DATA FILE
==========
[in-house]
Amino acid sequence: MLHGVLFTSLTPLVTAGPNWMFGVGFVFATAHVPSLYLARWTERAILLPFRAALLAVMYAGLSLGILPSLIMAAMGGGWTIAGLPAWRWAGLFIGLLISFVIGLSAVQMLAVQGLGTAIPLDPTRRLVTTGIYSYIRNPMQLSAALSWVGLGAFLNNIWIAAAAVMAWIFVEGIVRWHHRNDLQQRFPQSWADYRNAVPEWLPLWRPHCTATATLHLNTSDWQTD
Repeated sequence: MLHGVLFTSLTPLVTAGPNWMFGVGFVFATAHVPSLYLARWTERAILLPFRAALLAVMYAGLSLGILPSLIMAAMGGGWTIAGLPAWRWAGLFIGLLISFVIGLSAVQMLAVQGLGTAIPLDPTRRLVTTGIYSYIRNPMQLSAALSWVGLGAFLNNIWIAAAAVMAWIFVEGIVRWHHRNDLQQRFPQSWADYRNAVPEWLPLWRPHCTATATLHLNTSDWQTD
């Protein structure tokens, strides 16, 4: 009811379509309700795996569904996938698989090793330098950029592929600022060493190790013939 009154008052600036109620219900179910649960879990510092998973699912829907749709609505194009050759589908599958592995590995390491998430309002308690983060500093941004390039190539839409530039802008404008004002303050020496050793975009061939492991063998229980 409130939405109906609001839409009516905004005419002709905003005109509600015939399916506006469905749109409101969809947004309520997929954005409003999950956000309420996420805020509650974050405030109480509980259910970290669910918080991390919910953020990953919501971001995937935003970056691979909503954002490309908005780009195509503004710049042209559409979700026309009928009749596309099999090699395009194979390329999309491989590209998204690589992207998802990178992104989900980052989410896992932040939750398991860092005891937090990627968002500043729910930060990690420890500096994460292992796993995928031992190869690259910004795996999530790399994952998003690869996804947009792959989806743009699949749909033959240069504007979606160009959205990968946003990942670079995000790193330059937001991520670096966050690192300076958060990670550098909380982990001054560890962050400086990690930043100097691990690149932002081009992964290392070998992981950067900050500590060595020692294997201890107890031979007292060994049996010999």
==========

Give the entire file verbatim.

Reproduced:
[in-house]
Amino acid sequence: MLHGVLFTSLTPLVTAGPNWMFGVGFVFATAHVPSLYLARWTERAILLPFRAALLAVMYAGLSLGILPSLIMAAMGGGWTIAGLPAWRWAGLFIGLLISFVIGLSAVQMLAVQGLGTAIPLDPTRRLVTTGIYSYIRNPMQLSAALSWVGLGAFLNNIWIAAAAVMAWIFVEGIVRWHHRNDLQQRFPQSWADYRNAVPEWLPLWRPHCTATATLHLNTSDWQTD
Repeated sequence: MLHGVLFTSLTPLVTAGPNWMFGVGFVFATAHVPSLYLARWTERAILLPFRAALLAVMYAGLSLGILPSLIMAAMGGGWTIAGLPAWRWAGLFIGLLISFVIGLSAVQMLAVQGLGTAIPLDPTRRLVTTGIYSYIRNPMQLSAALSWVGLGAFLNNIWIAAAAVMAWIFVEGIVRWHHRNDLQQRFPQSWADYRNAVPEWLPLWRPHCTATATLHLNTSDWQTD
């Protein structure tokens, strides 16, 4: 009811379509309700795996569904996938698989090793330098950029592929600022060493190790013939 009154008052600036109620219900179910649960879990510092998973699912829907749709609505194009050759589908599958592995590995390491998430309002308690983060500093941004390039190539839409530039802008404008004002303050020496050793975009061939492991063998229980 409130939405109906609001839409009516905004005419002709905003005109509600015939399916506006469905749109409101969809947004309520997929954005409003999950956000309420996420805020509650974050405030109480509980259910970290669910918080991390919910953020990953919501971001995937935003970056691979909503954002490309908005780009195509503004710049042209559409979700026309009928009749596309099999090699395009194979390329999309491989590209998204690589992207998802990178992104989900980052989410896992932040939750398991860092005891937090990627968002500043729910930060990690420890500096994460292992796993995928031992190869690259910004795996999530790399994952998003690869996804947009792959989806743009699949749909033959240069504007979606160009959205990968946003990942670079995000790193330059937001991520670096966050690192300076958060990670550098909380982990001054560890962050400086990690930043100097691990690149932002081009992964290392070998992981950067900050500590060595020692294997201890107890031979007292060994049996010999």